As I began to think about this part of the story a beautiful line from a French poem came to mind.
Partir, c’est mourir un peu
To leave, or to say farewell, is to die a little.
As Frodo and Sam draw nearer to the mountain so the Ring, Frodo’s burden, becomes more and more unbearable.
“I can’t manage it, Sam,” he said. “It is such a weight to carry, such a weight.”
Sam offers to help Frodo to carry the Ring and this rouses what energy remains within him but the fact remains that the task of bearing the Ring is increasingly beyond his strength. And so Sam suggests that they lighten their load.
Some of the items are easy to dispose of. Frodo gladly casts away his disguise of orc shield, helmet and sword. “I’ll be an orc no more… and I’ll bear no weapon, fair or foul.” But he casts aside his elven cloak too. He describes himself to Sam as “naked in the dark”. Not a nakedness as a kind of liberation, that sees clothing as a kind of imprisonment but a nakedness that means that there is no protection, even the illusory protection of clothes, that lies between Frodo and destruction and there is no protection that lies between Frodo and shame.
In the fourth century, after the Emperor Constantine had declared Christianity to be the official religion of the Roman Empire, the newly built churches were filled with people who were there in order to further their careers. It was Bishop Cyril of Jerusalem, one of great spiritual geniuses of his age, who addressed this by creating the idea of Lent, a 40 day period of fasting, prayer, instruction and discipline for the many who were preparing for baptism. Baptism had once been a courageous thing to do in a world hostile to the Christian faith but it was now required behaviour for all. At the end of Lent those who were to be baptised presented themselves in a darkened church and they removed all their clothing, becoming naked in the dark, before descending into the water. All this signified a dying to them, a symbol of the ending of one life, and it was a ritual cleansing to. It was followed by an arising from the water after which they were clothed in a white robe, were given a lighted candle and received the bread and wine of the Eucharist that symbolised the new life that had just begun.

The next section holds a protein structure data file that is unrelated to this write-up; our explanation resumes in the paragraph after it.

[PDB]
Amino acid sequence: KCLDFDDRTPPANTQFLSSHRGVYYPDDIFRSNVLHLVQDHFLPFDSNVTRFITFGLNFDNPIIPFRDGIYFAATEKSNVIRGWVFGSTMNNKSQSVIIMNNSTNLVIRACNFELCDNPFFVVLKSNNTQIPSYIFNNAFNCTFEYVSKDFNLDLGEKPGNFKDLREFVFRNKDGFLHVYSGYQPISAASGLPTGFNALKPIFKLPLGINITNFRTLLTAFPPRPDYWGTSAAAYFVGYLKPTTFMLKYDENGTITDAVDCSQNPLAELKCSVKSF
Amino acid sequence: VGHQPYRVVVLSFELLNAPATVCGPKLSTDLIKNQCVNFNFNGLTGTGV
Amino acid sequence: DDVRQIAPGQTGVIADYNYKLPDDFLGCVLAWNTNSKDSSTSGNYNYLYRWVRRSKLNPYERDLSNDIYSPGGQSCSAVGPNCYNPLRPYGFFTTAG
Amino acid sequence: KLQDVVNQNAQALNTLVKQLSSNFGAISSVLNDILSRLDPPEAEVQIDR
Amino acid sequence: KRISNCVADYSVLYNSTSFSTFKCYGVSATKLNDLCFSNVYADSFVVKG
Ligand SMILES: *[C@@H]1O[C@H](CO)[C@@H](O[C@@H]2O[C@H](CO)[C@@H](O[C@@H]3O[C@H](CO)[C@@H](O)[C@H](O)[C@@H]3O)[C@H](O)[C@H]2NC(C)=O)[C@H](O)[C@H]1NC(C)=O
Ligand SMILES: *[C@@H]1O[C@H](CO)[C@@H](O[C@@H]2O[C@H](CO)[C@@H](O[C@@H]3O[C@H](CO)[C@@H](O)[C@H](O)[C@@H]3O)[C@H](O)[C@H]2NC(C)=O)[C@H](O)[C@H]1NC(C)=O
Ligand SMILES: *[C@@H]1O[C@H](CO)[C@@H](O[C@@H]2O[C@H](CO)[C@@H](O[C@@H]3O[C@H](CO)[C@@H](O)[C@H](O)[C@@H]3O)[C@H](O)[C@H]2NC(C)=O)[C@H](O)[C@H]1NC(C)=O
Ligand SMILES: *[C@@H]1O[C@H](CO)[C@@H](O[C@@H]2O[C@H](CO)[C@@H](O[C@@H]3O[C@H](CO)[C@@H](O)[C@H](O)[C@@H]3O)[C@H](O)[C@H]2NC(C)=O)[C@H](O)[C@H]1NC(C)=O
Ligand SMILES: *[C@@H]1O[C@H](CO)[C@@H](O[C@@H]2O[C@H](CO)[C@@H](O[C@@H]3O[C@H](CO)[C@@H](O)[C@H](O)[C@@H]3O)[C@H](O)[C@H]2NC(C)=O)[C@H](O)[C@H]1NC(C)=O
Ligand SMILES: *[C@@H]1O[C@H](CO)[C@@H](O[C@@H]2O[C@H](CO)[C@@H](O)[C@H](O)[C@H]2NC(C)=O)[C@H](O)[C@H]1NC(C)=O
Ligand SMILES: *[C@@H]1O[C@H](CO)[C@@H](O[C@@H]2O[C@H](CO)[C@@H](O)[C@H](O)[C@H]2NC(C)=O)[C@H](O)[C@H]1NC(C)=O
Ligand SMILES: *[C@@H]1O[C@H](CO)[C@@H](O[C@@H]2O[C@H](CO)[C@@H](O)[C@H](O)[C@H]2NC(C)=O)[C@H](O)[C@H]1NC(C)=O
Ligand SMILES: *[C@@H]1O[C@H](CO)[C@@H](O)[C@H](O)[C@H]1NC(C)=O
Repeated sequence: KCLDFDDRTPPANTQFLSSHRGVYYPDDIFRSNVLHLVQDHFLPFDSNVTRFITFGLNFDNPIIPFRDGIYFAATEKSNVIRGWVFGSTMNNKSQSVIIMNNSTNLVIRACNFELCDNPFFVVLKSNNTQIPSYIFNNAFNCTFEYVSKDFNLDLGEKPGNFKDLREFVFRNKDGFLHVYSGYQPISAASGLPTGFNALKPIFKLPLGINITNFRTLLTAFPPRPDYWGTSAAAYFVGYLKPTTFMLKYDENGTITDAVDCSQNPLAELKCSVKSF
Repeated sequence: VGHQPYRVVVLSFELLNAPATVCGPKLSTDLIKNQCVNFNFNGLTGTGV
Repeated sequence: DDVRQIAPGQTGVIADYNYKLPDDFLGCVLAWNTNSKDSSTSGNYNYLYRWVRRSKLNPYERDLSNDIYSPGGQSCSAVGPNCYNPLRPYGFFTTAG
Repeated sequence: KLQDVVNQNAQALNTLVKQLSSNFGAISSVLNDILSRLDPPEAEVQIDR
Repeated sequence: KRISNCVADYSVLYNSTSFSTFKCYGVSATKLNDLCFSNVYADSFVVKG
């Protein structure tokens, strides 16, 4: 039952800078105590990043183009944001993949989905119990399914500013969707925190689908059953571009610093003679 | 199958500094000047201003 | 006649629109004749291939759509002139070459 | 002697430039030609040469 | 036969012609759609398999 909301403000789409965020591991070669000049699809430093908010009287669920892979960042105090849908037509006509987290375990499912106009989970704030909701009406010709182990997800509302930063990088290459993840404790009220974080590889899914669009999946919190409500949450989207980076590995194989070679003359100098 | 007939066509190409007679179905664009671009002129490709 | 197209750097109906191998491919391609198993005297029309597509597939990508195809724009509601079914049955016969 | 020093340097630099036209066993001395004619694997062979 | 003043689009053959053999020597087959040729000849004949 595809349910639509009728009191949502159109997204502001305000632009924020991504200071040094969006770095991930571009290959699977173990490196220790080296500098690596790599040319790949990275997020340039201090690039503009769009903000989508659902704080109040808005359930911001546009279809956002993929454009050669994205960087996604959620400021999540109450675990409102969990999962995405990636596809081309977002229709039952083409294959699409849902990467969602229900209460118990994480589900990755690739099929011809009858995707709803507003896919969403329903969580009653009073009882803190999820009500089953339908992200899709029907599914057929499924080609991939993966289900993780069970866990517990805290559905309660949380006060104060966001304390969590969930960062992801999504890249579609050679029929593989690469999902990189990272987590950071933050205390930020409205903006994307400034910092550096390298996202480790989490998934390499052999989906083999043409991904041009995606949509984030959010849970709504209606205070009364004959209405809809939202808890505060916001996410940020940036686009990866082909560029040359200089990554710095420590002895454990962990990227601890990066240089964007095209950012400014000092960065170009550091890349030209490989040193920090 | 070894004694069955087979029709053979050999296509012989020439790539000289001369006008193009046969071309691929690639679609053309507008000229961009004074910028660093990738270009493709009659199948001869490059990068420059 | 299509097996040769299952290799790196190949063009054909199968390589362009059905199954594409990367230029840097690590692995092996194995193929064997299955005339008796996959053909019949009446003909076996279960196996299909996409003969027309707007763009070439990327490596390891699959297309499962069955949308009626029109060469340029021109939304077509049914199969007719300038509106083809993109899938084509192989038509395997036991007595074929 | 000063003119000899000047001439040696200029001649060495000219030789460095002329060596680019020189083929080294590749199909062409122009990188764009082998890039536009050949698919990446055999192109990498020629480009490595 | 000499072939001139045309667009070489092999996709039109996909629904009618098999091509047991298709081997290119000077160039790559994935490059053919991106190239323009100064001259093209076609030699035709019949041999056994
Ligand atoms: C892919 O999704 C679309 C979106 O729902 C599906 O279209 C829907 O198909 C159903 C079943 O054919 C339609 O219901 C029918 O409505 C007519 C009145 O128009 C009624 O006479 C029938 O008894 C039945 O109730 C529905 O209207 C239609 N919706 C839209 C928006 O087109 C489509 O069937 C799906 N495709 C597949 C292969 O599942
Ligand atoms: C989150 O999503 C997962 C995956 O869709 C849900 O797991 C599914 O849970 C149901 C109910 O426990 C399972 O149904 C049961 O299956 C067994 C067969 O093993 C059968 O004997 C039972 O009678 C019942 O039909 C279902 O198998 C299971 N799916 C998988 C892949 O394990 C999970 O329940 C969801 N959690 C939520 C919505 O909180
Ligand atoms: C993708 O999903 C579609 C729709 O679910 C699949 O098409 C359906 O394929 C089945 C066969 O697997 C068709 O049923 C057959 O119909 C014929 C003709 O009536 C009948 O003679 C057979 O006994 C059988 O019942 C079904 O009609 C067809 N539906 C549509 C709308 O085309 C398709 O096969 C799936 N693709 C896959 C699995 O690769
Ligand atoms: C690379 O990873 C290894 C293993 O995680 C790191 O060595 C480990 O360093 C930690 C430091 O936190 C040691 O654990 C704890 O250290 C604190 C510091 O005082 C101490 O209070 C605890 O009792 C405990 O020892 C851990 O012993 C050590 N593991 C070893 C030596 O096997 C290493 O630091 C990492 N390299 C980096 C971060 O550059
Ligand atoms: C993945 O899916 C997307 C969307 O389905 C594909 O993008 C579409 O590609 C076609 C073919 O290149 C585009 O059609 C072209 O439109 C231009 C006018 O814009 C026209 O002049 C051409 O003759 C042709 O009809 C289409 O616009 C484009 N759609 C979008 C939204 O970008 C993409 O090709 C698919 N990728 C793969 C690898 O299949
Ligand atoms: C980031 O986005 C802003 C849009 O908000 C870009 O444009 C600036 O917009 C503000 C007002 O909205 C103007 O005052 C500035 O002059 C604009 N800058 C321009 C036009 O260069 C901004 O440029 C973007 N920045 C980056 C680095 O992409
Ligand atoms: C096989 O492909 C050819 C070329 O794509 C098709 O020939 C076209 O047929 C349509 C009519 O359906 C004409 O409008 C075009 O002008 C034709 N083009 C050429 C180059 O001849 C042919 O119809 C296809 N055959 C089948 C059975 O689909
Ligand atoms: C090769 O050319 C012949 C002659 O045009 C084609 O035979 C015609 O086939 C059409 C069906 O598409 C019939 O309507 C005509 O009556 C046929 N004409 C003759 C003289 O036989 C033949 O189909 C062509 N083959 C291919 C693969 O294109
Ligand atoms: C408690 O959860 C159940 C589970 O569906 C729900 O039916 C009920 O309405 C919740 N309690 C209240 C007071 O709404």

Cyril was doing what the great spiritual guides of every culture have done before the culture of the modern west and that is to teach that it is necessary to die before we die. He recognised the spiritual catastrophe of a baptism that simply affirmed the ascent to success that the young people of his day naturally desired. He knew that this could not prepare them for the inevitability of the descent that every life must know before the final and complete descent into death.
The church always recognised that those who were martyred required no baptism for martyrdom, the act of bearing true witness to the cross, is true baptism. Frodo and Sam in their journey through Mordor know the reality of death. Frodo knows what Coleridge named as a death in life. He is almost in the power of the Ring and if the Ring goes to the Fire he expects to be destroyed with it.
And for Sam, the moment when his pots and pans are cast into one of the deep fissures of the Plain of Mordor is “like a death-knell to his heart”. It is as if he is saying that there is no way back from the Mountain.
Partir, c’est mourir un peu.
To leave, to say farewell, is to die a little.
Frodo and Sam know the truth of this.
But not quite. In a pocket of his tunic, next to his heart, Sam still keeps two things, “the phial of Galadriel and the little box that she gave him for his own”.